After our walk through of the site I got the crew ready, set up the lights that we would need later in the evening, and then Holly, Dave, Steve and I began our investigation. As the sun began to set we split up and wandered through different areas of the large cemetery surrounding the church. Within a matter of minutes Steve saw Holly standing next to the church, where she looked out of sorts.
“Clear as anything,” she told him when he went over to check on her, “I heard… I heard the horse’s hooves.”
“You heard the horse’s hooves?” he asked.
“I heard the horse’s hooves,” she repeated. “I thought that was laughable because we had heard so much about them, but it was so clear, and so distinct, and so close.”
She was laughing, but it was laughter to cover her nervousness. She looked over at Steve, who was examining the surroundings, and said, “It’s very disconcerting to hear something that’s not there.” All that he could do was nod in agreement.
The sun tucked itself beyond the horizon shortly afterwards, at which point things proceeded to get even weirder. I had parked myself on a bench tucked up against the front of the church where I sat scanning the night sky. There was no-one else anywhere near me. My co-producer Dale Stevens and the two-man camera crew were at the other end of the grounds filming an interview with Dave, and Holly and Steve were out by the car checking the monitors. And then I saw something really strange.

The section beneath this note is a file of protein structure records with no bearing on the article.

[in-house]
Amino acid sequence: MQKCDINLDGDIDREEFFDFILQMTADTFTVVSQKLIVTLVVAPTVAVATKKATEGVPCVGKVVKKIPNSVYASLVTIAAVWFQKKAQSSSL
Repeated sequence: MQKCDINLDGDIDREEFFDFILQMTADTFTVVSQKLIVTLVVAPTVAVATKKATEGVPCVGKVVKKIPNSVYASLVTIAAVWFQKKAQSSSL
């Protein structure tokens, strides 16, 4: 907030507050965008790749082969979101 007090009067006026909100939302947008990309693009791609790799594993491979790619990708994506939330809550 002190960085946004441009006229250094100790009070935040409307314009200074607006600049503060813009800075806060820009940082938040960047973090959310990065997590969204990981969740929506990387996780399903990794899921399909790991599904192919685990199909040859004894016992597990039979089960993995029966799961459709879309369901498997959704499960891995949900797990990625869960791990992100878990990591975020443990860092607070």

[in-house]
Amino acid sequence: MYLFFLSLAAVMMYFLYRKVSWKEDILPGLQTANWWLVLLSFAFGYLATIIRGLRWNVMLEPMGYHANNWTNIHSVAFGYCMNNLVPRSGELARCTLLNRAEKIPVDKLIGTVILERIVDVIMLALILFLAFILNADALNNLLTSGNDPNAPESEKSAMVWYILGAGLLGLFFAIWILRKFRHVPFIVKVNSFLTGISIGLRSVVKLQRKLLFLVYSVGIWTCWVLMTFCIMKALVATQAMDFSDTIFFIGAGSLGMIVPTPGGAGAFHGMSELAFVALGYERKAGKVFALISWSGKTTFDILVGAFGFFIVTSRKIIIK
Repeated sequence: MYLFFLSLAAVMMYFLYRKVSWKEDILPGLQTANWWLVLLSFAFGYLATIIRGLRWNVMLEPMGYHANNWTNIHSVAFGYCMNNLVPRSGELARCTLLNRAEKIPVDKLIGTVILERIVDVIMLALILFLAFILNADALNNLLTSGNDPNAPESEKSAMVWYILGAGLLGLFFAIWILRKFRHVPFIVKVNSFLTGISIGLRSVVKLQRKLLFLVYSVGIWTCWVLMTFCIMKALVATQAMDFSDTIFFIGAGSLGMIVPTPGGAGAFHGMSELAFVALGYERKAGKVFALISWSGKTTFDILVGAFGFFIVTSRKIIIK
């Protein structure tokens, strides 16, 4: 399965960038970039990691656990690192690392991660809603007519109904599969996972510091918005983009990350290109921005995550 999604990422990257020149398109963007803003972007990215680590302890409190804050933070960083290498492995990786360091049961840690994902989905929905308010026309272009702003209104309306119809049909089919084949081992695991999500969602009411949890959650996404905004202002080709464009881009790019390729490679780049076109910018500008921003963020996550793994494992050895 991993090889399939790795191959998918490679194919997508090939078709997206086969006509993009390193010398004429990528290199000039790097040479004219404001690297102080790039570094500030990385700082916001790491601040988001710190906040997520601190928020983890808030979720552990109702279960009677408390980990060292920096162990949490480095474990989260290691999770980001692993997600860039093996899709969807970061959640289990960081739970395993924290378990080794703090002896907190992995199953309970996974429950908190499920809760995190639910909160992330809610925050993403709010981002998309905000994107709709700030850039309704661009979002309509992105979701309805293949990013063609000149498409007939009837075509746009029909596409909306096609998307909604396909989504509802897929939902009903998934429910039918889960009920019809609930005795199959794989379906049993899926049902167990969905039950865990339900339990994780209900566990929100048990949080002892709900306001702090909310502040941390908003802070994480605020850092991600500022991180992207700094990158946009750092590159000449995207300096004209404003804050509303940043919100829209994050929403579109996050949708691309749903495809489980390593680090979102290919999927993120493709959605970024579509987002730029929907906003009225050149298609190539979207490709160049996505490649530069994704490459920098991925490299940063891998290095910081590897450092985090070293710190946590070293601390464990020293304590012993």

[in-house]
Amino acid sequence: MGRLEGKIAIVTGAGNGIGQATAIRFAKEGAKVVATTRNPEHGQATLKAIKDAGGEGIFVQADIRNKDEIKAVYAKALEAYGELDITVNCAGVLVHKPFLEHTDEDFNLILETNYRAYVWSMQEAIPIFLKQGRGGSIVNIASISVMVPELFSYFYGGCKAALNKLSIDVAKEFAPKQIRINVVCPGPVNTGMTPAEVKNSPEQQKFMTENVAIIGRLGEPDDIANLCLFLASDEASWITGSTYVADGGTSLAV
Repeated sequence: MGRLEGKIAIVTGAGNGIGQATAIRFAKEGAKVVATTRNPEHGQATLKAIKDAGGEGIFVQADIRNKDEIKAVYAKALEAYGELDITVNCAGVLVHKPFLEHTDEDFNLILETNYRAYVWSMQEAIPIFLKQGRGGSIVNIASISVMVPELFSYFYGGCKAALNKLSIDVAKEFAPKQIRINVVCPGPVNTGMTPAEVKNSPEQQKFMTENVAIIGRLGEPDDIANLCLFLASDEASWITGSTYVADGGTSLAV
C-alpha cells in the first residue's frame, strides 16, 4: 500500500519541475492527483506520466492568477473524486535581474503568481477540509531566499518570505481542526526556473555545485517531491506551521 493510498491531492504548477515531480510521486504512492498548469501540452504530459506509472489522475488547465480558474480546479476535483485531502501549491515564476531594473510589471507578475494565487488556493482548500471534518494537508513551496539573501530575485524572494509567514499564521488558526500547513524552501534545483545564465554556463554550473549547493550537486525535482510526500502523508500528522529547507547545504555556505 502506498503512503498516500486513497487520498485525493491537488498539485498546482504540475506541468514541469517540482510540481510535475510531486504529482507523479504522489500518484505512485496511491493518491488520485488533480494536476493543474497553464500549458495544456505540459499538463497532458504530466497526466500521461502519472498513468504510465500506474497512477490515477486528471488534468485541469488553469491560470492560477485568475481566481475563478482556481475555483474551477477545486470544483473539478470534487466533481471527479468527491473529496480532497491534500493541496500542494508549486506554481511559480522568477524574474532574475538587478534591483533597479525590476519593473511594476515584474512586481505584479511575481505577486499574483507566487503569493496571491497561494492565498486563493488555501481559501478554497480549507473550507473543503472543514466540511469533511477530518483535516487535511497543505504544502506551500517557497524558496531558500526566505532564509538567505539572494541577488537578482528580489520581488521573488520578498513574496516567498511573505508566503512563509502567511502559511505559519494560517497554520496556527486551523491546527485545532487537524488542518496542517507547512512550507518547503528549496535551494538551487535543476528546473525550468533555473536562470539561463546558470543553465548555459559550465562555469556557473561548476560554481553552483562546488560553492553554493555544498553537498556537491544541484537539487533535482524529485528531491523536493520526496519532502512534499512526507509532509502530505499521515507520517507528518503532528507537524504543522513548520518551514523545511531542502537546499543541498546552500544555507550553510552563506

St. Edith's church, Shocklach, UK.
“So here’s the crazy thing,” I told my cameraman. “I wasn’t going to say anything, because I’m the skeptical member of the team, but I’ve been talking with Dale and he and I have seen the exact same thing at different times and in different places. Trained as a lawyer, as an historian, what I want is confirmation and now I have it. What Dale described, and what I’ve seen, I would describe it almost in a science fiction sense as if a door opened and a shape formed. It was totally black and surrounded by the night sky, which was slightly illuminated by the moon and a town off in the distance. As soon as it was there it was gone, maybe two or three seconds afterwards. What makes it really weird is that it appeared exactly over the spot where I was standing two hours ago, filming a segment where I was discussing Holly’s experience. The way my mind works, it was like a trans-dimensional door opening or something, full of blackness, as if the sky was totally blacked out.”